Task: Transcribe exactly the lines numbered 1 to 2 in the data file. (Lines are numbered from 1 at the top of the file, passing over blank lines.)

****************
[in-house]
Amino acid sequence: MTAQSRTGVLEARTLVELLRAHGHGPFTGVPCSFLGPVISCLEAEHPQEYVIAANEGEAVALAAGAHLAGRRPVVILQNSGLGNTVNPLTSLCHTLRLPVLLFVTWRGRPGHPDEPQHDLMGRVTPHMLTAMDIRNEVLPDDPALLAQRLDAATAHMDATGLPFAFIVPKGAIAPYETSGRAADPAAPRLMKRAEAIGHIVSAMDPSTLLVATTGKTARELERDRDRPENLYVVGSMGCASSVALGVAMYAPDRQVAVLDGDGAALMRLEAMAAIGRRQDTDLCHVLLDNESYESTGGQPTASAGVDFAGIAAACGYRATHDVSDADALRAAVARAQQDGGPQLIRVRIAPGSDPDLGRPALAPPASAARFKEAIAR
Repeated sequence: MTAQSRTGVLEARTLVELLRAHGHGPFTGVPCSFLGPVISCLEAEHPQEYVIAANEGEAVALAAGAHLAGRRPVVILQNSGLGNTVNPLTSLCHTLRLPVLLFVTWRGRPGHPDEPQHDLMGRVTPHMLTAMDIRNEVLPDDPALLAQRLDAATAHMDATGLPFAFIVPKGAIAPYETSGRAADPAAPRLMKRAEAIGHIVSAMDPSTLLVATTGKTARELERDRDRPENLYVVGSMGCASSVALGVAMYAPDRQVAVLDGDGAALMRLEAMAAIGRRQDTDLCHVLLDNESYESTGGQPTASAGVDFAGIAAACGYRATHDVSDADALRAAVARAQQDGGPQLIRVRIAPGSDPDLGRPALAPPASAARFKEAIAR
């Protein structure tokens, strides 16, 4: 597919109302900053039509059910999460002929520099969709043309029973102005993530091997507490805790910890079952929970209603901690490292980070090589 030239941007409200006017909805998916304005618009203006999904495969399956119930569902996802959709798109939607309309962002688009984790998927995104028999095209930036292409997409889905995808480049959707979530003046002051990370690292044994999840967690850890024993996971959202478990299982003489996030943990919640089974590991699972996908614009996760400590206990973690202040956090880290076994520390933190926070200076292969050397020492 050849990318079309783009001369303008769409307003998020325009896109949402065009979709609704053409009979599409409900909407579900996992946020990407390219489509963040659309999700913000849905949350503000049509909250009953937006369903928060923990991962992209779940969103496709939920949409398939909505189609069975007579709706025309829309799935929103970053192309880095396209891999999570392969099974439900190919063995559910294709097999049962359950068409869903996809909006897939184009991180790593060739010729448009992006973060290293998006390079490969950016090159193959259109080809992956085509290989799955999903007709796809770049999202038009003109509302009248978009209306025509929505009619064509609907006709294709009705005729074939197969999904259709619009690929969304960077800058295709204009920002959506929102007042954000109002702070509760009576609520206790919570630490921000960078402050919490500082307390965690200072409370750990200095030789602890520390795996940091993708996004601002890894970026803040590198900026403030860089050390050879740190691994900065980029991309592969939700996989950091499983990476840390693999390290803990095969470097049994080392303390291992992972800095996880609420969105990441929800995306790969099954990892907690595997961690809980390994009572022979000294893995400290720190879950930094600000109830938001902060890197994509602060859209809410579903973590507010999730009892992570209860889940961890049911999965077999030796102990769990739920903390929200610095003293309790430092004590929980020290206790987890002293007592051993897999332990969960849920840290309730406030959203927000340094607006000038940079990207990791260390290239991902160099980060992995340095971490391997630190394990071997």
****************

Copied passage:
[in-house]
Amino acid sequence: MTAQSRTGVLEARTLVELLRAHGHGPFTGVPCSFLGPVISCLEAEHPQEYVIAANEGEAVALAAGAHLAGRRPVVILQNSGLGNTVNPLTSLCHTLRLPVLLFVTWRGRPGHPDEPQHDLMGRVTPHMLTAMDIRNEVLPDDPALLAQRLDAATAHMDATGLPFAFIVPKGAIAPYETSGRAADPAAPRLMKRAEAIGHIVSAMDPSTLLVATTGKTARELERDRDRPENLYVVGSMGCASSVALGVAMYAPDRQVAVLDGDGAALMRLEAMAAIGRRQDTDLCHVLLDNESYESTGGQPTASAGVDFAGIAAACGYRATHDVSDADALRAAVARAQQDGGPQLIRVRIAPGSDPDLGRPALAPPASAARFKEAIAR